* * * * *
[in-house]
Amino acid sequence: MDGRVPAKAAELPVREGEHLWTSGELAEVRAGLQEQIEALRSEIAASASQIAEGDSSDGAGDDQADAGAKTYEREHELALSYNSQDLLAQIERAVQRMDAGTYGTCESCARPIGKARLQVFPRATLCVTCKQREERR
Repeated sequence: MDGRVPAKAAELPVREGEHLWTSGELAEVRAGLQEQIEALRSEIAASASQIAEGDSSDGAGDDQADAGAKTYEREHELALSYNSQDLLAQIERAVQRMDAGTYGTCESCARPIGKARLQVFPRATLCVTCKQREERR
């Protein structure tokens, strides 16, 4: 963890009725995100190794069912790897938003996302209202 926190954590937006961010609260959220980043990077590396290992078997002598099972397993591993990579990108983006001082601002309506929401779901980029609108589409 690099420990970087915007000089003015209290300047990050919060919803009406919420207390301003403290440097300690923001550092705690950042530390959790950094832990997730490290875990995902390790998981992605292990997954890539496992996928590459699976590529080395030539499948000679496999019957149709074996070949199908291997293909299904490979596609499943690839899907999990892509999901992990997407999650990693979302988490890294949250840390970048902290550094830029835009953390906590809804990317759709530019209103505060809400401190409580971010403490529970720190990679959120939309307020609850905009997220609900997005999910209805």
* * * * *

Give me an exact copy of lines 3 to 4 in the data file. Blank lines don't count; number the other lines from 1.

Repeated sequence: MDGRVPAKAAELPVREGEHLWTSGELAEVRAGLQEQIEALRSEIAASASQIAEGDSSDGAGDDQADAGAKTYEREHELALSYNSQDLLAQIERAVQRMDAGTYGTCESCARPIGKARLQVFPRATLCVTCKQREERR
């Protein structure tokens, strides 16, 4: 963890009725995100190794069912790897938003996302209202 926190954590937006961010609260959220980043990077590396290992078997002598099972397993591993990579990108983006001082601002309506929401779901980029609108589409 690099420990970087915007000089003015209290300047990050919060919803009406919420207390301003403290440097300690923001550092705690950042530390959790950094832990997730490290875990995902390790998981992605292990997954890539496992996928590459699976590529080395030539499948000679496999019957149709074996070949199908291997293909299904490979596609499943690839899907999990892509999901992990997407999650990693979302988490890294949250840390970048902290550094830029835009953390906590809804990317759709530019209103505060809400401190409580971010403490529970720190990679959120939309307020609850905009997220609900997005999910209805």